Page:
What Is Alternative Data?
Alternative data is data gathered from nontraditional sources. For investors, that generally means looking beyond company filings and what brokers say to get an edge in the market.
Examples of alternative data include credit card transactions, social media commentary, product reviews, and satellite imagery. These kinds of things can help to formulate trading ideas and contain information capable of moving share prices.
- Alternative data is data gathered outside of traditional sources such as company filings and broker research notes.
- Information that comes from unconventional places and is capable of moving share prices falls into this category.
- Examples include credit card transactions, social media commentary, product reviews, and satellite imagery.
- Demand for alternative data has rocketed, leading to more providers entering the market, greater affordability, and better technologies.
- Drawbacks include selection bias, threats to privacy, and significant time could have passed before the findings become widely known and have an impact on share prices.
Understanding Alternative Data
Alternative data is called “alternative” because it doesn’t come from traditional sources. In the investing world, that generally means material distributed by a company’s investor relations department, such as financial statements, management guidance, and marketing presentations, as well as earnings calls, fundamental data sets, and broker research notes. Pretty much everything else can be considered alternative.
Classic examples of alternative data include comments made on the internet, weather forecasts, satellite imagery, information collected by internet of things (IoT) sensors, employee benefit plans, and corporate jet movements. This type of information is out there but not necessarily easily accessible and is capable of changing sentiment in companies listed on the stock market.
Signals buried in the data generated by digital platforms have become hot property among investors. In the battle for alpha, market participants will consider any nugget of information, increasing demand for alternative data and the companies capable of supplying it.
This is no longer a niche, small market. Buy-side firms, such as mutual funds, hedge funds, and pension funds, now reportedly spend billions of dollars acquiring this information. And that has led to more providers entering the sector, boosting competition, affordability, and capabilities.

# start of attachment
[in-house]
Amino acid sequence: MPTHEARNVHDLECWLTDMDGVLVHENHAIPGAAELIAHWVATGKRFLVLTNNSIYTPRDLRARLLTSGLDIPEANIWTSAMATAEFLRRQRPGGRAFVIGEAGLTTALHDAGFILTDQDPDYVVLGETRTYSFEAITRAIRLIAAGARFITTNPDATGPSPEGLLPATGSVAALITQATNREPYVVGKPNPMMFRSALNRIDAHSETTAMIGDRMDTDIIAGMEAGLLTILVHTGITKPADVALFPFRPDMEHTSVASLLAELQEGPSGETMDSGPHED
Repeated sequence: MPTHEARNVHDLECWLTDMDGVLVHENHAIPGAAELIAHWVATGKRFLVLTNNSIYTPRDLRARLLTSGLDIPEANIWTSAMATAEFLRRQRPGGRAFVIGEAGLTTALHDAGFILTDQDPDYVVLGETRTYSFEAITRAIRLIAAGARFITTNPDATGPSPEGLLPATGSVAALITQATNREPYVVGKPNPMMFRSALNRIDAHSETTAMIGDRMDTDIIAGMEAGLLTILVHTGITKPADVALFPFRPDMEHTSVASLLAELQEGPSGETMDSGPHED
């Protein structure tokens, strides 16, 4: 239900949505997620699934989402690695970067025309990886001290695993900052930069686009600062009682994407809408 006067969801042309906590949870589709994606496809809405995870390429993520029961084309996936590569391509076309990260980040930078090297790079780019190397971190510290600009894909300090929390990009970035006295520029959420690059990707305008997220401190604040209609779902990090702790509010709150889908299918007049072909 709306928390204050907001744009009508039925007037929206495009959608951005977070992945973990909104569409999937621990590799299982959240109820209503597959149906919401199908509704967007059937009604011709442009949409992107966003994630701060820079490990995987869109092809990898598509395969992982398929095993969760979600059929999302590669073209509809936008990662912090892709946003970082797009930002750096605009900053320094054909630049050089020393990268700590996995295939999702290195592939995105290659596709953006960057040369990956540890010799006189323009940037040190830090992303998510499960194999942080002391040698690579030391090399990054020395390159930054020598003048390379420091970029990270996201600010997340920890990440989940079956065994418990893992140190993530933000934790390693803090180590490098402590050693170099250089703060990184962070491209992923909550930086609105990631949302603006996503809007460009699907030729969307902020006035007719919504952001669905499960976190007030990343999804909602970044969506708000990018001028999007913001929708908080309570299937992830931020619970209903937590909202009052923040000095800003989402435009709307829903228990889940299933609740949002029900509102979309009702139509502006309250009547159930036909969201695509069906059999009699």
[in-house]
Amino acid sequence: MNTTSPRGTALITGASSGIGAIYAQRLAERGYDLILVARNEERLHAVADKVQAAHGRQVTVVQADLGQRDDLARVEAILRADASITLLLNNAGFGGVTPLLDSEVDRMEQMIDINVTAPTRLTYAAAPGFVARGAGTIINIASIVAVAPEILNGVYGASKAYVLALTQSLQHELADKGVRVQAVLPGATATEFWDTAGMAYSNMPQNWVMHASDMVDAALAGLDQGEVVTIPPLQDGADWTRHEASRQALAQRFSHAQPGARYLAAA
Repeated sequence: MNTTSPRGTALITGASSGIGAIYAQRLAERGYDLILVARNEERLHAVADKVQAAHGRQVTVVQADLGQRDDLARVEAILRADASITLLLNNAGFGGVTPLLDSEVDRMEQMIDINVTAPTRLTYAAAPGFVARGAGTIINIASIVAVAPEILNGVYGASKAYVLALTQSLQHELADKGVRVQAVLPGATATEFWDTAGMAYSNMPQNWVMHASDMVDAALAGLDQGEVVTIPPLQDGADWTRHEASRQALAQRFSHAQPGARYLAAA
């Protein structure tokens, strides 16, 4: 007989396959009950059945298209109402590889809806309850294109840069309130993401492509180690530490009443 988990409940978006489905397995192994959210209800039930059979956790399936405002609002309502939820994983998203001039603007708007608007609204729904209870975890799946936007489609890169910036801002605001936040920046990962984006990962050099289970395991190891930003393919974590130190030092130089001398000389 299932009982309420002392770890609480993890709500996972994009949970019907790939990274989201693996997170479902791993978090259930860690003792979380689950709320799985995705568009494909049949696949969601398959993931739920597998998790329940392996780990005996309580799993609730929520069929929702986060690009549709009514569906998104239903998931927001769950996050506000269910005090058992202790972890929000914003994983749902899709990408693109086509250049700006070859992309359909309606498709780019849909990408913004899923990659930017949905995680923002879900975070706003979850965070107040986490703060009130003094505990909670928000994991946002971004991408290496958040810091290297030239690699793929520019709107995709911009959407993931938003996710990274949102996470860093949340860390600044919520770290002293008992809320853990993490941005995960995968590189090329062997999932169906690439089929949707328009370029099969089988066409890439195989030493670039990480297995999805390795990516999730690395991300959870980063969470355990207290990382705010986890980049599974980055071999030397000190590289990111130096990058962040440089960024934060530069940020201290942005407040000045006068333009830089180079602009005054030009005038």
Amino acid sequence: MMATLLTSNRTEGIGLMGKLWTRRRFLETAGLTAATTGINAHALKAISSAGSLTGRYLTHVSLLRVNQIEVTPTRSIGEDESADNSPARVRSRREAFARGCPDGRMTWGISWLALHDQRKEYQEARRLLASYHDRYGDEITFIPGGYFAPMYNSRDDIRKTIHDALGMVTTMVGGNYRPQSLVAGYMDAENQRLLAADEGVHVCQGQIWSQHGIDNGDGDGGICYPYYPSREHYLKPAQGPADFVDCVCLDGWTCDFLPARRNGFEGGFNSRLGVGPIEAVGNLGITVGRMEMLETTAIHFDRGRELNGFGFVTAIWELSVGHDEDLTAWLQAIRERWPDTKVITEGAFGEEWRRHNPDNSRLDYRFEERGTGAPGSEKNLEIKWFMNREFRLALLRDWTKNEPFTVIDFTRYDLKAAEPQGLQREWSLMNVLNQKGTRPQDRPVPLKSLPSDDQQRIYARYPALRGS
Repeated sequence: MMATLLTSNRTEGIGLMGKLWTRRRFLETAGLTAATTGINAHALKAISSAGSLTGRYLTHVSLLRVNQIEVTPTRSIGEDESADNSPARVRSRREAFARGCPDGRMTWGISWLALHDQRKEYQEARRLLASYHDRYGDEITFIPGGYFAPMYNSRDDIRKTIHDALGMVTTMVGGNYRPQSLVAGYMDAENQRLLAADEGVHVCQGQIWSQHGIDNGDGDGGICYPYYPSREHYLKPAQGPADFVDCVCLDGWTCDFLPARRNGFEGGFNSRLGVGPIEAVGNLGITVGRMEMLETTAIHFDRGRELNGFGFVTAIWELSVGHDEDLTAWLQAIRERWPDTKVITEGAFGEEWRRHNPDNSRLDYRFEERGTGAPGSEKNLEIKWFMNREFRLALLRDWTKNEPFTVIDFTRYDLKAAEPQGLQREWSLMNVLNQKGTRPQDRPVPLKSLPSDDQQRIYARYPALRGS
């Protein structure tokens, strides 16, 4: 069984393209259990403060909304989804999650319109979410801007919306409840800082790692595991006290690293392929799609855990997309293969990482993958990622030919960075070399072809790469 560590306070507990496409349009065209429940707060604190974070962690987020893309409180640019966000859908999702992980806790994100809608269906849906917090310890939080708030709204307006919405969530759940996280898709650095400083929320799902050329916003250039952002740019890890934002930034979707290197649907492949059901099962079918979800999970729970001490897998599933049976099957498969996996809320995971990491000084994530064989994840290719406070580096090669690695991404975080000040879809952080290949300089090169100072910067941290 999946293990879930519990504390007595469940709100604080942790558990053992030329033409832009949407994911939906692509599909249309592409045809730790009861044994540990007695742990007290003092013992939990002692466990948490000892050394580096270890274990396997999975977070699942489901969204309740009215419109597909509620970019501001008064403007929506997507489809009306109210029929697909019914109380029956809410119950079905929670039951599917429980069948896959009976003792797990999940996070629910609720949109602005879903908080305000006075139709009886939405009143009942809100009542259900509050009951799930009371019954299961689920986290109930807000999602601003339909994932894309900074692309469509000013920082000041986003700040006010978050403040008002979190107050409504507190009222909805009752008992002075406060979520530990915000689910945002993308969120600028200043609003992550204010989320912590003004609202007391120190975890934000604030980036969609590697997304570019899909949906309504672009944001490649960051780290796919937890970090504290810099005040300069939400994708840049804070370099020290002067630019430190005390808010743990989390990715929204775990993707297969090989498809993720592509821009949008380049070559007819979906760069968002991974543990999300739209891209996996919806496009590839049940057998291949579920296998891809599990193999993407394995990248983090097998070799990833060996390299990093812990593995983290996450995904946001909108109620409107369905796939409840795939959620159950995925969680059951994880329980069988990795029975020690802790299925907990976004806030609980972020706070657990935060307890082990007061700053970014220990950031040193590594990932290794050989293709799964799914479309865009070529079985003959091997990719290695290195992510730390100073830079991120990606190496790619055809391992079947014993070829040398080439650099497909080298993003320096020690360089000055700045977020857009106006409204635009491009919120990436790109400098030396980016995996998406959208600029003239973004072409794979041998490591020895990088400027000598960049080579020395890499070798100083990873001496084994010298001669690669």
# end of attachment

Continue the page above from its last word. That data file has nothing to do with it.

The estimated compound annual growth rate of the alternative data market from 2022 to 2030.
Examples of Alternative Data
Any insightful information about a company that doesn’t come from traditional sources is considered alternative data. Plenty of things fall under this category, with some of the most useful and popular including:
Social Sentiment and Product Reviews
A lot of information is shared on the internet, and it can be used to gauge popular opinion about companies trading on the stock market. Likes, comments, and reviews paint a portrait of how paying customers feel about the goods or services offered, are influential, and can function as an indicator of future revenues.
Web Traffic and App Usage
A sudden spike or drop in website or app visits can be informative. Views don’t necessarily translate into purchases, though they do signify interest—and that’s generally a good thing for a company and its share price.
Taking images of planet Earth from outer space serves all types of purposes. When it comes to investing, it can, among other things, be used to check out construction projects, the prosperity of oil fields, how many cars are in store parking lots, and monitor natural disasters and other issues that impact supply chains.
Internet of Things
Connecting devices to the internet is a game changer not only for product efficiency but also maybe for investors. Once they are online, the information collected is recorded and can be shared. Some of this data will be useless. Other bits, however, could prove really insightful and make those privy to them lots of money.